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Join BD, and draw GH bisecting BD at right angles : Then, because the points B, D are in the circumference of each of the circles, the straight line BD falls within each of them (3.2); and therefore the centres of each (3.1. Cor.) must be in the

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straight line GH which bisects BD at right angles; and therefore also GH must pass through the point of contact (3.11): But it does not pass through it, because the points B, D are not in the straight line GH-which is absurd: Therefore one circle cannot touch another on the inside in more points than one.

Nor can two circles touch one another on the outside in more than one point.

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For, if it be possible, let the circle ACK touch the circle ABC in the points A, C, and join AC: Then, because the two points A, C, are in the circumference of the circle ACK, the straight line AC which joins them (3.2) must fall within the circle ACK: And the circle ACK is without the circle ABC; B therefore also the straight line AC is without the circle ABC: But because the two points A, C, are in the circumference of the circle ABC, the straight line AC falls within the circle ABC-which is absurd: Therefore one circle cannot touch another on the outside in more than one point: And it has been shewn, that they cannot touch on the inside in more points than one. Wherefore, One circle &c. Q.E.D.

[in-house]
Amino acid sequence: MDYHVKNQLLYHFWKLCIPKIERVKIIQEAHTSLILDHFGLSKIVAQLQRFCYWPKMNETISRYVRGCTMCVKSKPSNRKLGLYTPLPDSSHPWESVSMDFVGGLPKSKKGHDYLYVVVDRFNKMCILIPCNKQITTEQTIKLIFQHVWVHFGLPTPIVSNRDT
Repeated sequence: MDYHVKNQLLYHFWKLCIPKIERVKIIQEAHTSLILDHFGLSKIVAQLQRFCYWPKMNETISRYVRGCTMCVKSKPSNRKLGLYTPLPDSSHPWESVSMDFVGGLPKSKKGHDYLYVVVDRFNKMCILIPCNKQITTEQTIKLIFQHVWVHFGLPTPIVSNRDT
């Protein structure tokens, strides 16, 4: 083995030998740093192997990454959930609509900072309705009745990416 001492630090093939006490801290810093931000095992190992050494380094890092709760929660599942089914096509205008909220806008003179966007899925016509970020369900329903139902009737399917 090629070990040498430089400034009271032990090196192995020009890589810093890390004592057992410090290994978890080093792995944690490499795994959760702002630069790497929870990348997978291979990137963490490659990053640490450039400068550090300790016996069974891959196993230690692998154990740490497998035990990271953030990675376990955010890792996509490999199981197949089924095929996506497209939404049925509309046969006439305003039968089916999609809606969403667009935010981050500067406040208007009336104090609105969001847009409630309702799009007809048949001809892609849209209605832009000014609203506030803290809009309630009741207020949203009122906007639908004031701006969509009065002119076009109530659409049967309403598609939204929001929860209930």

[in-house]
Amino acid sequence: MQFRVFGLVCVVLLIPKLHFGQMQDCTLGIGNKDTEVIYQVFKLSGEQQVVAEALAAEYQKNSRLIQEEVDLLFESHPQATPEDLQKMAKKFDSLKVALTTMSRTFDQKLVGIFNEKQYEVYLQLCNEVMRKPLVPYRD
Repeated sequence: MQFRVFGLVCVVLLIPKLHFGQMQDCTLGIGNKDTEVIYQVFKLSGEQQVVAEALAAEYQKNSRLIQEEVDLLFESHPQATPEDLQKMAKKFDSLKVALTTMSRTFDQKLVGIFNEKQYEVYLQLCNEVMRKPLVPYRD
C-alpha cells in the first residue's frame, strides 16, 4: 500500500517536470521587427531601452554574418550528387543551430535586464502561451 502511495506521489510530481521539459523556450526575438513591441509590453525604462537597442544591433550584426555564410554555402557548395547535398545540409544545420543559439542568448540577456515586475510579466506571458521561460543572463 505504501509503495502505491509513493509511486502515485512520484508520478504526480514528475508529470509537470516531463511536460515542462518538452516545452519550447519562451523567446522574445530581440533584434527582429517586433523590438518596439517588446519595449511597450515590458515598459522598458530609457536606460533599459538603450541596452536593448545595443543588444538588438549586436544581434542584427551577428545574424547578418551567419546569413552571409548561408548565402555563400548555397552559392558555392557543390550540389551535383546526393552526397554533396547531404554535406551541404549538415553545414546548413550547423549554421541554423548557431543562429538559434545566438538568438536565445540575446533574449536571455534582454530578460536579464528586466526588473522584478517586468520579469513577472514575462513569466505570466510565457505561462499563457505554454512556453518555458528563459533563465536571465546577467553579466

PROP. XIV. THEOR.

Equal straight lines in a circle are equally distant from the centre; and, conversely, those, which are equally distant from the centre, are equal to one another.

Let the straight lines AB, CD, in the circle ABDC, be equal to one another: they shall be equally distant from the centre.

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Take E, the centre of the circle ABDC, and from it draw EF, EG, perpendiculars to AB, CD: Then, because the straight line EF, passing through the centre, cuts the straight line AB, which does not pass through the centre, at right angles, it also bisects it (3.3); and therefore AF is equal to FB, and AB is double of AF: And, in like manner, it may be shewn that CD is double of CG: But AB is equal to CD (Hyp.); and therefore also AF is equal to CG.

Now, because AE is equal to EC, the square of AE is equal to the square of CE: But the squares of AF, FE are equal to the square of AE, because the angle AFE is a right angle, and for the like reason, the squares of CG, GE are equal to the square of CE; therefore the squares of AF, FE are equal to the squares of CG, GE: But the square of AF is equal to the square of CG, because AF is equal to CG; therefore the remaining square of FE is equal to the remaining square of GE, and the straight line EF is therefore equal to EG: But straight lines in a circle are said to be equally distant from the centre, when the perpendiculars drawn to them from the centre are equal (3. Def. 4); therefore AB, CD are equally distant from the centre.

Next, let the straight lines AB, CD be equally dis

tant from the centre, that is, let EF be equal to EG: then AB shall be equal to CD.

For, the same construction being made, it may be shewn, as before, that AB is double of AF, and CD of CG, and that the squares of AF, FE are equal to the squares of CG, GE, of which the square of FE is equal to the square of GE, because FE is equal to GE; therefore the remaining square of AF is equal to the remaining square of CG, and the line AF to the line CG: But AB is double of AF, and CD of CG; therefore AB is equal to CD.

Wherefore, Equal straight lines &c. Q.E.D.

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The diameter is the greatest straight line in a circle, and, of all others, that which is nearer to the centre is greater than one more remote: and, conversely, the greater is nearer to the centre than the less.